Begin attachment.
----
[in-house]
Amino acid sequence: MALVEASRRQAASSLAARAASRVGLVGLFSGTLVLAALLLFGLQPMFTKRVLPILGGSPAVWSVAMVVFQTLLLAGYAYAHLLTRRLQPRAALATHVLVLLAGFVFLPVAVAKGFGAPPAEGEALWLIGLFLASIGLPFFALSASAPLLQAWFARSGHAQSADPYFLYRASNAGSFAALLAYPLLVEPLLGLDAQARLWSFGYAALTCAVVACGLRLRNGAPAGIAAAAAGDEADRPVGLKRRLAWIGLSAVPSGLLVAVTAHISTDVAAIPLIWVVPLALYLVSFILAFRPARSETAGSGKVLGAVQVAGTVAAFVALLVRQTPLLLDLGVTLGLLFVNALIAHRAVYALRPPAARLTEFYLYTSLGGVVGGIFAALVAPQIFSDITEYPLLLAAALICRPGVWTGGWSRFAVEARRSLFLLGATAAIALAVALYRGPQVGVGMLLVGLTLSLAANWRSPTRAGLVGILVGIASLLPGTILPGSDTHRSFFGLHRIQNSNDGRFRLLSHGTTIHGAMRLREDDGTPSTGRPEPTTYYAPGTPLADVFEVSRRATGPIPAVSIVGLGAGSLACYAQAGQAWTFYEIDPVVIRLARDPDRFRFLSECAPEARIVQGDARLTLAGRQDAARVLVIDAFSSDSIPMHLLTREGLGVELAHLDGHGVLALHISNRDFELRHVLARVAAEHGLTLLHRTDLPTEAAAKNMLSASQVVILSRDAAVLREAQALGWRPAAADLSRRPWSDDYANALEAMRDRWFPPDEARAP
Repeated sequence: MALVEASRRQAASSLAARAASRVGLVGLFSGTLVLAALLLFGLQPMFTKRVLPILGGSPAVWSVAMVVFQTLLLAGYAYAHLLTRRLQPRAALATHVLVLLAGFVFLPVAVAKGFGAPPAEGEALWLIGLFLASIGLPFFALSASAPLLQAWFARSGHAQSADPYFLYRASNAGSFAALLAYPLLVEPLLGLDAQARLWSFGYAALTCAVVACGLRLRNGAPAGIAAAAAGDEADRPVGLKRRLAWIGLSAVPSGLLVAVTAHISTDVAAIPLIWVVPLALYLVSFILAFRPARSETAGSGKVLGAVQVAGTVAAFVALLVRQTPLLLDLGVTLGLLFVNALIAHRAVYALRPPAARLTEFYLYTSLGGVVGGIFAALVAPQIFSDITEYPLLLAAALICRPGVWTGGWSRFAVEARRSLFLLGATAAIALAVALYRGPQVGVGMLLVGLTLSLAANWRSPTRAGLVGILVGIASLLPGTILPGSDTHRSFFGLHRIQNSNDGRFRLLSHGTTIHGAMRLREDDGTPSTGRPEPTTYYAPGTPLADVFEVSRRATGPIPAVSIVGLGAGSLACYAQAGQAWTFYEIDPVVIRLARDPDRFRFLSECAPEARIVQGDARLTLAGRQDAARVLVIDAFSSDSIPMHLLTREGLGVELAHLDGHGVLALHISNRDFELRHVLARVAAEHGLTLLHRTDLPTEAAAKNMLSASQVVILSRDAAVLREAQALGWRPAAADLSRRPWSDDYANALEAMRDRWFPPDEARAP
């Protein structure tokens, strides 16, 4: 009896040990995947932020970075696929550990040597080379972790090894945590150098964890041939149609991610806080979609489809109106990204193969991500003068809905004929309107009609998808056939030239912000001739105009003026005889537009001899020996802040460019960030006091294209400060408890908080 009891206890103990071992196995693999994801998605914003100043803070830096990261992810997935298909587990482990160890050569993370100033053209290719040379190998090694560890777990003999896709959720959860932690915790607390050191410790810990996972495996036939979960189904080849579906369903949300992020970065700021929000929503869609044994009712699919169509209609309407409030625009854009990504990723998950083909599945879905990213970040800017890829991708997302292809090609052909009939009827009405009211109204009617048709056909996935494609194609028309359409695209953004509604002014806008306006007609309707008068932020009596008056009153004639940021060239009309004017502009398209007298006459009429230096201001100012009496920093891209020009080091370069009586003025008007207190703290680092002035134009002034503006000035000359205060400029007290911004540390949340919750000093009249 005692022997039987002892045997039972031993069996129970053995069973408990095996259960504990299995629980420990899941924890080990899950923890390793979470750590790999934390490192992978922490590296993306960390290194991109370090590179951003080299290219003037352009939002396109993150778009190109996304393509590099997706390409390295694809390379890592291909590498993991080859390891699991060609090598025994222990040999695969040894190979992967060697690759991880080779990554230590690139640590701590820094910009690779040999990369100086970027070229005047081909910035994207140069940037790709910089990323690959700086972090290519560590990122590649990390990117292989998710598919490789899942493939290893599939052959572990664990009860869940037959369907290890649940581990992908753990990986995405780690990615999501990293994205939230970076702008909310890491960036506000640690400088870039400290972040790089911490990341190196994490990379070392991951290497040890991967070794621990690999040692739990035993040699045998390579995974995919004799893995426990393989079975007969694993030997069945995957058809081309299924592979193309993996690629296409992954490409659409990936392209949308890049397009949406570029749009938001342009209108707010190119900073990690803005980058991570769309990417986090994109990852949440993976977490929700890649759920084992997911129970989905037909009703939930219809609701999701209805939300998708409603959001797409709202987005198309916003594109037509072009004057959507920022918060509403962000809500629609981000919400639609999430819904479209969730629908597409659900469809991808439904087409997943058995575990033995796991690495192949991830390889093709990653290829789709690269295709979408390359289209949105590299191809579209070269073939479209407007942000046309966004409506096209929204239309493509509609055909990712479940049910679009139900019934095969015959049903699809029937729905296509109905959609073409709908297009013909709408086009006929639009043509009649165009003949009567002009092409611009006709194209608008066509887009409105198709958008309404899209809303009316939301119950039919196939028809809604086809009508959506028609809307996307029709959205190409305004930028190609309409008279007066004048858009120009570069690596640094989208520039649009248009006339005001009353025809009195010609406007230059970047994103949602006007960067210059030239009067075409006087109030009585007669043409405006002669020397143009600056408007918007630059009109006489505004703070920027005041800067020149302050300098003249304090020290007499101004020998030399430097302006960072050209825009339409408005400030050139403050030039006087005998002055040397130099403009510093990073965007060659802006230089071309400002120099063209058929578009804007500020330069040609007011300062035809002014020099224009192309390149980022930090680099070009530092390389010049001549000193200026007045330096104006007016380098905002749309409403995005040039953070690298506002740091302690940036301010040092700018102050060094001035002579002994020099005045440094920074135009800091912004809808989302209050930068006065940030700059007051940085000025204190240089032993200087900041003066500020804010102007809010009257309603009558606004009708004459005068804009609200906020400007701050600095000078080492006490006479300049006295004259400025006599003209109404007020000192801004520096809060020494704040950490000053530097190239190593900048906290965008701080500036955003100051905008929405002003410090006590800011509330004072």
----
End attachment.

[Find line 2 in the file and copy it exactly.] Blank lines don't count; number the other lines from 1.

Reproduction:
Amino acid sequence: MALVEASRRQAASSLAARAASRVGLVGLFSGTLVLAALLLFGLQPMFTKRVLPILGGSPAVWSVAMVVFQTLLLAGYAYAHLLTRRLQPRAALATHVLVLLAGFVFLPVAVAKGFGAPPAEGEALWLIGLFLASIGLPFFALSASAPLLQAWFARSGHAQSADPYFLYRASNAGSFAALLAYPLLVEPLLGLDAQARLWSFGYAALTCAVVACGLRLRNGAPAGIAAAAAGDEADRPVGLKRRLAWIGLSAVPSGLLVAVTAHISTDVAAIPLIWVVPLALYLVSFILAFRPARSETAGSGKVLGAVQVAGTVAAFVALLVRQTPLLLDLGVTLGLLFVNALIAHRAVYALRPPAARLTEFYLYTSLGGVVGGIFAALVAPQIFSDITEYPLLLAAALICRPGVWTGGWSRFAVEARRSLFLLGATAAIALAVALYRGPQVGVGMLLVGLTLSLAANWRSPTRAGLVGILVGIASLLPGTILPGSDTHRSFFGLHRIQNSNDGRFRLLSHGTTIHGAMRLREDDGTPSTGRPEPTTYYAPGTPLADVFEVSRRATGPIPAVSIVGLGAGSLACYAQAGQAWTFYEIDPVVIRLARDPDRFRFLSECAPEARIVQGDARLTLAGRQDAARVLVIDAFSSDSIPMHLLTREGLGVELAHLDGHGVLALHISNRDFELRHVLARVAAEHGLTLLHRTDLPTEAAAKNMLSASQVVILSRDAAVLREAQALGWRPAAADLSRRPWSDDYANALEAMRDRWFPPDEARAP